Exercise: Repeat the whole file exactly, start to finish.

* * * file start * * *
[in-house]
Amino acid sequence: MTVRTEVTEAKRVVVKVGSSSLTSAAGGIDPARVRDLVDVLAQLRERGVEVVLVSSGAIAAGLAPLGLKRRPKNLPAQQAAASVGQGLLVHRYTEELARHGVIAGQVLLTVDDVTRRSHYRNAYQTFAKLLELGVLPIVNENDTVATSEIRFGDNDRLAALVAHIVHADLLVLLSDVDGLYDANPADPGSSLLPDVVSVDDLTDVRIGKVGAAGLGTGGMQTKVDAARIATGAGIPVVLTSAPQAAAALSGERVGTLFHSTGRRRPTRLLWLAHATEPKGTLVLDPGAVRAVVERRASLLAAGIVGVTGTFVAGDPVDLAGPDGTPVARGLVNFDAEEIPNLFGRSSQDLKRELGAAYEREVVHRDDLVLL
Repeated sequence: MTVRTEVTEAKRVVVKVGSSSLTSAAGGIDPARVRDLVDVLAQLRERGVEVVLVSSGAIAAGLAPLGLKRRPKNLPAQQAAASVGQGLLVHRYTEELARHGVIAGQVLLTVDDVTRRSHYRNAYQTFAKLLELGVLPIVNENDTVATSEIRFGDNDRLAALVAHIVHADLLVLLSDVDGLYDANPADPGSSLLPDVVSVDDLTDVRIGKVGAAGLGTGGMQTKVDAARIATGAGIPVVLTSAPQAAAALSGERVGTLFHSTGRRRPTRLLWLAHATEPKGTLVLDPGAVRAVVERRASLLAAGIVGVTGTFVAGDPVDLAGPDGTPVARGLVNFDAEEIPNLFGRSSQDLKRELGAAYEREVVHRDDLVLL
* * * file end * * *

[in-house]
Amino acid sequence: MTVRTEVTEAKRVVVKVGSSSLTSAAGGIDPARVRDLVDVLAQLRERGVEVVLVSSGAIAAGLAPLGLKRRPKNLPAQQAAASVGQGLLVHRYTEELARHGVIAGQVLLTVDDVTRRSHYRNAYQTFAKLLELGVLPIVNENDTVATSEIRFGDNDRLAALVAHIVHADLLVLLSDVDGLYDANPADPGSSLLPDVVSVDDLTDVRIGKVGAAGLGTGGMQTKVDAARIATGAGIPVVLTSAPQAAAALSGERVGTLFHSTGRRRPTRLLWLAHATEPKGTLVLDPGAVRAVVERRASLLAAGIVGVTGTFVAGDPVDLAGPDGTPVARGLVNFDAEEIPNLFGRSSQDLKRELGAAYEREVVHRDDLVLL
Repeated sequence: MTVRTEVTEAKRVVVKVGSSSLTSAAGGIDPARVRDLVDVLAQLRERGVEVVLVSSGAIAAGLAPLGLKRRPKNLPAQQAAASVGQGLLVHRYTEELARHGVIAGQVLLTVDDVTRRSHYRNAYQTFAKLLELGVLPIVNENDTVATSEIRFGDNDRLAALVAHIVHADLLVLLSDVDGLYDANPADPGSSLLPDVVSVDDLTDVRIGKVGAAGLGTGGMQTKVDAARIATGAGIPVVLTSAPQAAAALSGERVGTLFHSTGRRRPTRLLWLAHATEPKGTLVLDPGAVRAVVERRASLLAAGIVGVTGTFVAGDPVDLAGPDGTPVARGLVNFDAEEIPNLFGRSSQDLKRELGAAYEREVVHRDDLVLL